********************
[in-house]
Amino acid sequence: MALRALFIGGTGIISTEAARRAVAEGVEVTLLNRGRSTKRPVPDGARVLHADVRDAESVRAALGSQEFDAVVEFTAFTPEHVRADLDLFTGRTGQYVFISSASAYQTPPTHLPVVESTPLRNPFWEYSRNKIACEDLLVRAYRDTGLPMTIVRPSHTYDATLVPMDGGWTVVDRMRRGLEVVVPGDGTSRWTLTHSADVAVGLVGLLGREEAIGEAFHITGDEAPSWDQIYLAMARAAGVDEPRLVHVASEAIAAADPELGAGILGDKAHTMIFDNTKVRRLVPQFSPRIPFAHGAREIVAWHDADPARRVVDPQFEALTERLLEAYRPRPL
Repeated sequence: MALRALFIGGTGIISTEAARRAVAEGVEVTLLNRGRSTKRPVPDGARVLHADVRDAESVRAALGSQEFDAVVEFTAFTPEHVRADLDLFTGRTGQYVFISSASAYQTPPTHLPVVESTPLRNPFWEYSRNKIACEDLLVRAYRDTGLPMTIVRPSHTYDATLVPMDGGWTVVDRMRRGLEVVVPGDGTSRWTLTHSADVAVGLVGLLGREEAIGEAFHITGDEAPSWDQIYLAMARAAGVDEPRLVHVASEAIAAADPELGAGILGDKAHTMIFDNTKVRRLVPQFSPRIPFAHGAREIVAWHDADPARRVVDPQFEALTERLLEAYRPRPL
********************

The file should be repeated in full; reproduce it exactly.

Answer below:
[in-house]
Amino acid sequence: MALRALFIGGTGIISTEAARRAVAEGVEVTLLNRGRSTKRPVPDGARVLHADVRDAESVRAALGSQEFDAVVEFTAFTPEHVRADLDLFTGRTGQYVFISSASAYQTPPTHLPVVESTPLRNPFWEYSRNKIACEDLLVRAYRDTGLPMTIVRPSHTYDATLVPMDGGWTVVDRMRRGLEVVVPGDGTSRWTLTHSADVAVGLVGLLGREEAIGEAFHITGDEAPSWDQIYLAMARAAGVDEPRLVHVASEAIAAADPELGAGILGDKAHTMIFDNTKVRRLVPQFSPRIPFAHGAREIVAWHDADPARRVVDPQFEALTERLLEAYRPRPL
Repeated sequence: MALRALFIGGTGIISTEAARRAVAEGVEVTLLNRGRSTKRPVPDGARVLHADVRDAESVRAALGSQEFDAVVEFTAFTPEHVRADLDLFTGRTGQYVFISSASAYQTPPTHLPVVESTPLRNPFWEYSRNKIACEDLLVRAYRDTGLPMTIVRPSHTYDATLVPMDGGWTVVDRMRRGLEVVVPGDGTSRWTLTHSADVAVGLVGLLGREEAIGEAFHITGDEAPSWDQIYLAMARAAGVDEPRLVHVASEAIAAADPELGAGILGDKAHTMIFDNTKVRRLVPQFSPRIPFAHGAREIVAWHDADPARRVVDPQFEALTERLLEAYRPRPL